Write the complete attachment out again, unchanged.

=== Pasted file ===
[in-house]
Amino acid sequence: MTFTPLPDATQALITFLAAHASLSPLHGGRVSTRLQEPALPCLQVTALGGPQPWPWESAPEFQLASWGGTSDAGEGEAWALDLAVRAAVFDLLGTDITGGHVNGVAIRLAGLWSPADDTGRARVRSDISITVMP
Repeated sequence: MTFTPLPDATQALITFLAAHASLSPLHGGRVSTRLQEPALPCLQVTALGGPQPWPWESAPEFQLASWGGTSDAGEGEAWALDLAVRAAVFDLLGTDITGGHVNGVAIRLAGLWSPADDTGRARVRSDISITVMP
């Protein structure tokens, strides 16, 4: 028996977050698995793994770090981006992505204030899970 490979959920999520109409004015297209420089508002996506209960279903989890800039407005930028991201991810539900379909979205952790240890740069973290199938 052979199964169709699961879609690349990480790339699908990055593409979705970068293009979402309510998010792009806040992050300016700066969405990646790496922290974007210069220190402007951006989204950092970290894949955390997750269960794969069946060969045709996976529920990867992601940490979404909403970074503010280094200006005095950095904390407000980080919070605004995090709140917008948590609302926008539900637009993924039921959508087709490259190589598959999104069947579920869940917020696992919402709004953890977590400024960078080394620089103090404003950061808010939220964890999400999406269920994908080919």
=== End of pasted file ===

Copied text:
[in-house]
Amino acid sequence: MTFTPLPDATQALITFLAAHASLSPLHGGRVSTRLQEPALPCLQVTALGGPQPWPWESAPEFQLASWGGTSDAGEGEAWALDLAVRAAVFDLLGTDITGGHVNGVAIRLAGLWSPADDTGRARVRSDISITVMP
Repeated sequence: MTFTPLPDATQALITFLAAHASLSPLHGGRVSTRLQEPALPCLQVTALGGPQPWPWESAPEFQLASWGGTSDAGEGEAWALDLAVRAAVFDLLGTDITGGHVNGVAIRLAGLWSPADDTGRARVRSDISITVMP
């Protein structure tokens, strides 16, 4: 028996977050698995793994770090981006992505204030899970 490979959920999520109409004015297209420089508002996506209960279903989890800039407005930028991201991810539900379909979205952790240890740069973290199938 052979199964169709699961879609690349990480790339699908990055593409979705970068293009979402309510998010792009806040992050300016700066969405990646790496922290974007210069220190402007951006989204950092970290894949955390997750269960794969069946060969045709996976529920990867992601940490979404909403970074503010280094200006005095950095904390407000980080919070605004995090709140917008948590609302926008539900637009993924039921959508087709490259190589598959999104069947579920869940917020696992919402709004953890977590400024960078080394620089103090404003950061808010939220964890999400999406269920994908080919």